I recently gave a presentation at the Region XIII Library and Literacy Summit in Austin, Texas, about how to help at-risk dyslexic readers by fostering students’ love of story.
It’s human nature to avoid doing things that are either difficult or just plain monotonous. This is especially true of children. I had whole lists of things that I didn’t like to do when I was a boy, mostly because they were boring or repetitive. But there were also things I didn’t like to do because they were such a struggle for me—and that included reading and writing.
As a child with dyslexia, reading was never enjoyable and writing was even worse, mainly because it took so much effort and nervous energy for me to try to read and write. At times it was devastating. It seemed so pointless to subject myself to that painful effort day after day, when I never seemed to make progress like my fellow students.
But what most children don’t generally comprehend (I certainly didn’t) is that we don’t learn to read just for the sake of reading. First we learn to read, and then for the rest of our lives we read to learn.
Reading not only opens up our main avenue of learning—it also opens up a world of adventures through stories that teach us about life, help us recognize ourselves and our place in the world, and solidify abstract concepts.
Motivating the miserable dyslexic reader goes beyond just teaching the mechanics of reading. The mechanical act of reading will never be fun or easy for the dyslexic student. Instead, parents and teachers need to foster a love of story in children. Since there is always a mechanical stress to reading, the goal is to separate the love of story from the stress.
Picture a locked glass cabinet filled with all of your favorite desserts. If you want those tasty treats badly enough, you’ll work at unlocking the barrier until you reach your goal. You have to see beyond the lock, beyond the struggle, beyond your lack of tools to the end result. This will motivate you to put forth the needed effort.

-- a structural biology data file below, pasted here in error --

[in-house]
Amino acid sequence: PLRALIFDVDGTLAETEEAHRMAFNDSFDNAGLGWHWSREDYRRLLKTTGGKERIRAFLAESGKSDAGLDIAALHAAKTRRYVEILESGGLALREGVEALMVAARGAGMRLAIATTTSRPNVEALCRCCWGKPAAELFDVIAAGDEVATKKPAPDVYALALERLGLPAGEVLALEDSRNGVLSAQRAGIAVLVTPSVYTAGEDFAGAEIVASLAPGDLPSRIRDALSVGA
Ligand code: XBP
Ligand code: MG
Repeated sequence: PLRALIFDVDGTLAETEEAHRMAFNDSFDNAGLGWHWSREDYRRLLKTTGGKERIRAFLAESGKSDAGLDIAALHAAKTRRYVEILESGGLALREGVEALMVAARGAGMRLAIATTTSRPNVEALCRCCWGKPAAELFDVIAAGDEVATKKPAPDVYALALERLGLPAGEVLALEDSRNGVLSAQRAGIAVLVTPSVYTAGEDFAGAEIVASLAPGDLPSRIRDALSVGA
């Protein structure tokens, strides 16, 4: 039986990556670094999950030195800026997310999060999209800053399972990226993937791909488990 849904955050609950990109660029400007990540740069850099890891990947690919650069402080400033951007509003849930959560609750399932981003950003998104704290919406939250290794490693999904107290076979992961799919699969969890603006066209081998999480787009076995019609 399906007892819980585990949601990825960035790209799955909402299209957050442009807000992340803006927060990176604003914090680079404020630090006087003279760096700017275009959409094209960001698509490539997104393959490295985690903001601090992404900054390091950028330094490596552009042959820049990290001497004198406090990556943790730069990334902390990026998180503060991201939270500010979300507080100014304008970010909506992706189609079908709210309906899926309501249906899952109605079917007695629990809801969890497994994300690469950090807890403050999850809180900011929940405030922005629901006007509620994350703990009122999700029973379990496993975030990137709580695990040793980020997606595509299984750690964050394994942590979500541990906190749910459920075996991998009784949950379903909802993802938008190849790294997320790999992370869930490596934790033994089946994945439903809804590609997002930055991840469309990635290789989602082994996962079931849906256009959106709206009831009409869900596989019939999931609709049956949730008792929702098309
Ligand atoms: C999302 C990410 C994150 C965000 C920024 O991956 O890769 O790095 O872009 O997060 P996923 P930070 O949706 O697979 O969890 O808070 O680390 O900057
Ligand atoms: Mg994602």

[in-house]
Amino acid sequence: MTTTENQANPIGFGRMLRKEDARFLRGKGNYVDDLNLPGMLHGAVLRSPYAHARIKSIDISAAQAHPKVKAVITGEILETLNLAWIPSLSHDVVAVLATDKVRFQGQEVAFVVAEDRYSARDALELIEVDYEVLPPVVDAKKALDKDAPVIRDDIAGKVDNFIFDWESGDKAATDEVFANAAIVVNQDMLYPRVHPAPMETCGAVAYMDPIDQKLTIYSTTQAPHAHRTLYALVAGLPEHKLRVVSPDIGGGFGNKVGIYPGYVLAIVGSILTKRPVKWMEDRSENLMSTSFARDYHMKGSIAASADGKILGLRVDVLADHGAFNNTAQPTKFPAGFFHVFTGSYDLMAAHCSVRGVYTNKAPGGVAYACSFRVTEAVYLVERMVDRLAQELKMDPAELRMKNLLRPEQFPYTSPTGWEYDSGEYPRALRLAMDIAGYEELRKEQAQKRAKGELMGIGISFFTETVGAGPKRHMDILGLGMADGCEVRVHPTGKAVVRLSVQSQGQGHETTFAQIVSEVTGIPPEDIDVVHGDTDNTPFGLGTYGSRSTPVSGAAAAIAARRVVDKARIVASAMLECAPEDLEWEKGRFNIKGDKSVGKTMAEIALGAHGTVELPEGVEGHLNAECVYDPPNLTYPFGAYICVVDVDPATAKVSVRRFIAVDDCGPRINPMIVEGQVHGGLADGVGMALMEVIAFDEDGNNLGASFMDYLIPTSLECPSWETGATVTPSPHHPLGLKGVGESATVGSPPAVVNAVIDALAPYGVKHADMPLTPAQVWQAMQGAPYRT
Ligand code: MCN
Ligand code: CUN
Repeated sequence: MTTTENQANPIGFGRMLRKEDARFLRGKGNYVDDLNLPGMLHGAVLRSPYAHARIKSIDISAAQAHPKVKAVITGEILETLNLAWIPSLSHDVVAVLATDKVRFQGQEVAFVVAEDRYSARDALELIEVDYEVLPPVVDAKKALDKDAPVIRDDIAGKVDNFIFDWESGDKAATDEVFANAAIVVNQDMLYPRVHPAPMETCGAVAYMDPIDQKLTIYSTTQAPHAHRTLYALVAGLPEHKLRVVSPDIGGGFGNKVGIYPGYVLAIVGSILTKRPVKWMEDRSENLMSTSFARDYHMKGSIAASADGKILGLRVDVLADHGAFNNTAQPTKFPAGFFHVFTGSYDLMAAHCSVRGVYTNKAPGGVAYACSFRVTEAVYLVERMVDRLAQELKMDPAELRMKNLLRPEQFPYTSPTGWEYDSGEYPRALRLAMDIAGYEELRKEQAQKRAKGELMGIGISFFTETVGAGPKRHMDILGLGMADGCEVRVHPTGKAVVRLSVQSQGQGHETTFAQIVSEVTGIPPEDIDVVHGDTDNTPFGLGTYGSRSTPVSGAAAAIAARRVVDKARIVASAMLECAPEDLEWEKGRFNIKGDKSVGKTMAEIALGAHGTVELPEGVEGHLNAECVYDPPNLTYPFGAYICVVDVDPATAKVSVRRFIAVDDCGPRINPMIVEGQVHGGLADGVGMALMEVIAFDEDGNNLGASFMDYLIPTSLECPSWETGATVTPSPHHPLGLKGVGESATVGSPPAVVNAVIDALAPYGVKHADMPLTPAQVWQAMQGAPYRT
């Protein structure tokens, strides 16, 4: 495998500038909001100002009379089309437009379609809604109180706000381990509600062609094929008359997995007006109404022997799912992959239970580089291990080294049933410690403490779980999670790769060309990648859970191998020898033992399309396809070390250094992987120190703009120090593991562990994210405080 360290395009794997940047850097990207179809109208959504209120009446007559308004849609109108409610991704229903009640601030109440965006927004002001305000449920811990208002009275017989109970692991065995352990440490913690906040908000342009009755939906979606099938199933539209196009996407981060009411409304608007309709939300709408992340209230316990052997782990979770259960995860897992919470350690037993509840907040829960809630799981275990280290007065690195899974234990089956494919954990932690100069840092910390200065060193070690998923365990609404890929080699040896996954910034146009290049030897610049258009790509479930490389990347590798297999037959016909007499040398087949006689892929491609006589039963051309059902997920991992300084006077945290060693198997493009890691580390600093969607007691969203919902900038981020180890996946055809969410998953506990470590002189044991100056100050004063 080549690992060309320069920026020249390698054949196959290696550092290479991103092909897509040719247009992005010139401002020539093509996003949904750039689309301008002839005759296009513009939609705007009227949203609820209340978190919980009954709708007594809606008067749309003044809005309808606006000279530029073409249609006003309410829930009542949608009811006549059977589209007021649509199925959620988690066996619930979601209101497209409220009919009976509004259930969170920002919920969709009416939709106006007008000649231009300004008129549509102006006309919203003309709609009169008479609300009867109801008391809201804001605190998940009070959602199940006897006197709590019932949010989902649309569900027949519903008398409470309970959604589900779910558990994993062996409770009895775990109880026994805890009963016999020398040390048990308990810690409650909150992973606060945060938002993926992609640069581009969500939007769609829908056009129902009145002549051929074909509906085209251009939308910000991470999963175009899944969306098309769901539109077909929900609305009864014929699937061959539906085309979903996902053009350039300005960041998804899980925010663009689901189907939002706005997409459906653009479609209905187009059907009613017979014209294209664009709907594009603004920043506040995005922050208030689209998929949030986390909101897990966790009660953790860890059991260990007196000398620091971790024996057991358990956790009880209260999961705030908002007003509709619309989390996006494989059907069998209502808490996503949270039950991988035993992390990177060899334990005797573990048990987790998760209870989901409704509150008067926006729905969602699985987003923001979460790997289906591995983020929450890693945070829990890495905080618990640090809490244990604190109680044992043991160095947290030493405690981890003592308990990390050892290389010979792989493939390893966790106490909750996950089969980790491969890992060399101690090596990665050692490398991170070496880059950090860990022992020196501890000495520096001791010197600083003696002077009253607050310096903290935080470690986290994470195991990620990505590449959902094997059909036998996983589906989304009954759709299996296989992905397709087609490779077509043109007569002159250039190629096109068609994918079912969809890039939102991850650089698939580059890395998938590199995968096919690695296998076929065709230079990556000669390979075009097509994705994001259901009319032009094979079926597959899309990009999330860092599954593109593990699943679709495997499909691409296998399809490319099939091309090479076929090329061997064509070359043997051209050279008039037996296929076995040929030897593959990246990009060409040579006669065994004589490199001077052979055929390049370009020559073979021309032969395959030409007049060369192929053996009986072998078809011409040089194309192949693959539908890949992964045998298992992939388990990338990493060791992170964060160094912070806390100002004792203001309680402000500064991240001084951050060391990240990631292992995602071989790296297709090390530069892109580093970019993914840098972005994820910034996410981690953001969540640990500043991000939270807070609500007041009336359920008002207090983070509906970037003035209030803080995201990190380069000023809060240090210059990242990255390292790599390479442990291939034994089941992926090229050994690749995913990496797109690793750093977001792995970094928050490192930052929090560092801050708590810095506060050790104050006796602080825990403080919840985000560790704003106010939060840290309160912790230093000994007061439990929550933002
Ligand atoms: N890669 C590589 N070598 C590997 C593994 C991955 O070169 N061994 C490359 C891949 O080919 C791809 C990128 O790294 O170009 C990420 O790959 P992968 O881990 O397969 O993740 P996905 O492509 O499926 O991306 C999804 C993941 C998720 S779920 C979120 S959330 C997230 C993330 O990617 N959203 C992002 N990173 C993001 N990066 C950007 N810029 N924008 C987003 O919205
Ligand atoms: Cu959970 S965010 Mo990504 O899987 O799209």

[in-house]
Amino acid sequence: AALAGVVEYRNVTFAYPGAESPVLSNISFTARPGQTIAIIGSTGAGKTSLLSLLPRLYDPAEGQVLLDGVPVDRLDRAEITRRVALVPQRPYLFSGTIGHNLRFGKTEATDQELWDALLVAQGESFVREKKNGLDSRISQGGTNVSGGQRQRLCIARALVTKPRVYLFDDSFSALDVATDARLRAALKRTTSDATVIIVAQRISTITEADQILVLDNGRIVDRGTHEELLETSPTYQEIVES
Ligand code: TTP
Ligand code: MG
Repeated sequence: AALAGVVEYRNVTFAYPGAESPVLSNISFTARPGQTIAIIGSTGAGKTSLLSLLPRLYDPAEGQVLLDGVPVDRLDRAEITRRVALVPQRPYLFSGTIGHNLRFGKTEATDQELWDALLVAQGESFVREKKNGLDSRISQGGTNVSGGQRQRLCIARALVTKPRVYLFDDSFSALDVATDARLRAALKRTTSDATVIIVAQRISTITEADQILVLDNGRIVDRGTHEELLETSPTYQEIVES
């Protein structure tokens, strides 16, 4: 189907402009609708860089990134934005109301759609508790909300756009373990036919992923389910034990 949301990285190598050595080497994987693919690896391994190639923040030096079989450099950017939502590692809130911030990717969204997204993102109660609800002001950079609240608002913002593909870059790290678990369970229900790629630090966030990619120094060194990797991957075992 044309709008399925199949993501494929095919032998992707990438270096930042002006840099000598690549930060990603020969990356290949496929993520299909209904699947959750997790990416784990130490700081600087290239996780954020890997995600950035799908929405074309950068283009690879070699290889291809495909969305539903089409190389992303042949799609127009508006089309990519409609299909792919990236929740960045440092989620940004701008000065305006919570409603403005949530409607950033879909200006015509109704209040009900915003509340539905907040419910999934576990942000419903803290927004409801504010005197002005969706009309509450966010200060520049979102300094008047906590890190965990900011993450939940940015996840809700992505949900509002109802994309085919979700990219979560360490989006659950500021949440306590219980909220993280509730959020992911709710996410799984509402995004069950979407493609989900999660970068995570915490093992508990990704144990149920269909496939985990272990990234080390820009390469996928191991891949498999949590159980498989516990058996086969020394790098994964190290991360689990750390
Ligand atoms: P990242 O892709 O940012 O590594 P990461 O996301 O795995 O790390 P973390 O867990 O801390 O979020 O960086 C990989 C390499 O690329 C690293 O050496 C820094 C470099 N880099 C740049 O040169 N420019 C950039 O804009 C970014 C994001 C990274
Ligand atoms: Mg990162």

So what are some ways that parents and educators can help foster a love of story?
- Invoke a child’s identity as a reader: reframe the statement “it’s time to read” as “let’s be readers” to get these struggling students to begin thinking of themselves as the readers they are. (For more info, see my blog about using word choice to motivate struggling students.)
- Provide children with materials and prompts to draw illustrations depicting story ideas.
- Encourage children to make up their own plays and dramas based on beloved characters.
- Read and/or listen to stories together regularly.
- Ask the child to describe what they see in pictures in books, and have them guess what will happen next.
- Develop questions around the main characters that the child can fill in from their own imagination: What would this character’s room look like, and why? What would his favorite hobby be? What is he most afraid of? What is he most proud of? Why?
- Discuss ways the child may be like a character in a beloved book. Do they share feelings or experiences? Is there common ground in talents or gifts? Help the child to see that he or she is part of a much greater world, and that reading about the experiences of others helps us learn about ourselves.
Assignments like these help children use their own imaginations to become participants in the story. By helping them to imagine and enjoy the “worlds behind the words,” children can learn to see that the reward of reading is worth the extra work.